Equifax’s chief executive Richard Smith “retired” before he was fired, allowing him to keep his substantial pension packet. Lawmakers grilled the company but nothing happened. An investigation launched by the former head of the Consumer Financial Protection Bureau, the governmental body responsible for protecting consumers from fraud, declined to pursue the company. The FTC took its sweet time to issue its fine — which amounted to about 20% of the company’s annual revenue for 2018. For one of the most damaging breaches to the U.S. population since the breach of classified vetting files at the Office of Personnel Management in 2015, Equifax got off lightly.

Legislatively, nothing has changed. Equifax remains as much of a “victim” in the eyes of the law as it was before — technically, but much to the ire of the millions affected who were forced to freeze their credit as a result.

Mark Warner, a Democratic senator serving Virginia, along with his colleague since turned presidential candidate Elizabeth Warren, was tough on the company, calling for it to do more to protect consumer data. With his colleagues, he called on the credit agencies to face penalties to the top brass and extortionate fines to hold the companies accountable — and to send a message to others that they can’t play fast and loose with our data again.

But Congress didn’t bite. Warner told gpgmail at the time that there was “a failure of the company, but also of lawmakers” for not taking action.

Lo and behold, it happened again. Without a congressional intervention, Capital One is likely to face largely the same rigmarole as Equifax did.

Blame the lawmakers all you want. They had their part to play in this. But fool us twice, shame on the credit companies for not properly taking action in the first place.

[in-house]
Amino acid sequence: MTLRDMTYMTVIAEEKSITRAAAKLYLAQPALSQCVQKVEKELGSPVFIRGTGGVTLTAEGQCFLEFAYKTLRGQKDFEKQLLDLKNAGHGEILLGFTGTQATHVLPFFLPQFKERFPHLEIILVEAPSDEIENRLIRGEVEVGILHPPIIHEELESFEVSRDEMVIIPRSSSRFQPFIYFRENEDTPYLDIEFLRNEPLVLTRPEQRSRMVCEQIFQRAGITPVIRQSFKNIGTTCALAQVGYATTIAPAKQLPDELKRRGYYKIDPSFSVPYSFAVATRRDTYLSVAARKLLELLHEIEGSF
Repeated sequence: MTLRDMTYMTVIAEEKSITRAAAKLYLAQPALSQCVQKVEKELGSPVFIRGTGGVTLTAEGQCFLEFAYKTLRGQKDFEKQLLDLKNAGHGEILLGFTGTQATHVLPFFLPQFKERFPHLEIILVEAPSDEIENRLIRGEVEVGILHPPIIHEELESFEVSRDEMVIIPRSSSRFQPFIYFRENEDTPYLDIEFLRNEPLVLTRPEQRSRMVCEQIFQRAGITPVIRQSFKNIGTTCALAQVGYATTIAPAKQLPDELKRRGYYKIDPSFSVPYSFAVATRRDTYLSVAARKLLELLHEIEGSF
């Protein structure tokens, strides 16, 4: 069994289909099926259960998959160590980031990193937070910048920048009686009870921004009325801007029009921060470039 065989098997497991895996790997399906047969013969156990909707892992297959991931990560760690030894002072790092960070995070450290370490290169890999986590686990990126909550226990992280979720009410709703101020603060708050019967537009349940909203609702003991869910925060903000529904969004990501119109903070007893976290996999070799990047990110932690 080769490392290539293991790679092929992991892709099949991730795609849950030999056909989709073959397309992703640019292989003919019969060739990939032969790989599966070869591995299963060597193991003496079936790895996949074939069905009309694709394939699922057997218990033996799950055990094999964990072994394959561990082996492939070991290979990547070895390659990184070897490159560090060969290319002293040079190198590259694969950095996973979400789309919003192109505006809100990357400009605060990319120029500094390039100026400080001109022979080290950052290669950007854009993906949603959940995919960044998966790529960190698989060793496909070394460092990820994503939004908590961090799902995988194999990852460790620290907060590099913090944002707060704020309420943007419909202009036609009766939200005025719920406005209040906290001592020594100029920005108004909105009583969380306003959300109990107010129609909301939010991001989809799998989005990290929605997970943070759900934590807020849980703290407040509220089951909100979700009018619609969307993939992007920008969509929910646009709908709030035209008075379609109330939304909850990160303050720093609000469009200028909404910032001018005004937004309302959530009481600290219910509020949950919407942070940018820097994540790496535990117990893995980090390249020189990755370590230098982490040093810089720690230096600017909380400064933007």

The Equifax incident should have sparked a fire under the credit giants. The breach was the canary in the coal mine. We watched and waited to see what would happen as the canary’s lifeless body emerged — but, much to the American public’s chagrin, no action came of it. The companies continued on with the mentality that “it could happen to us, but probably won’t.” It was always going to happen again unless there was something to force the companies to act.

Companies continue to vacuum up our data — knowingly and otherwise — and don’t do enough to protect it. As much as we can have laws to protect consumers from this happening again, these breaches will continue so long as the companies continue to collect our data and not take their data security responsibilities seriously.

We had an opportunity to stop these kinds of breaches from happening again, yet in the two years passed we’ve barely grappled with the basic concepts of internet security. All we have to show for it is a meager fine.

Thompson faces five years in prison and a fine of up to $250,000.

Everyone else faces just another major intrusion into their personal lives. Not at the hands of the hacker per se, but the companies that collect our data — with our consent and often without — and take far too many liberties with it.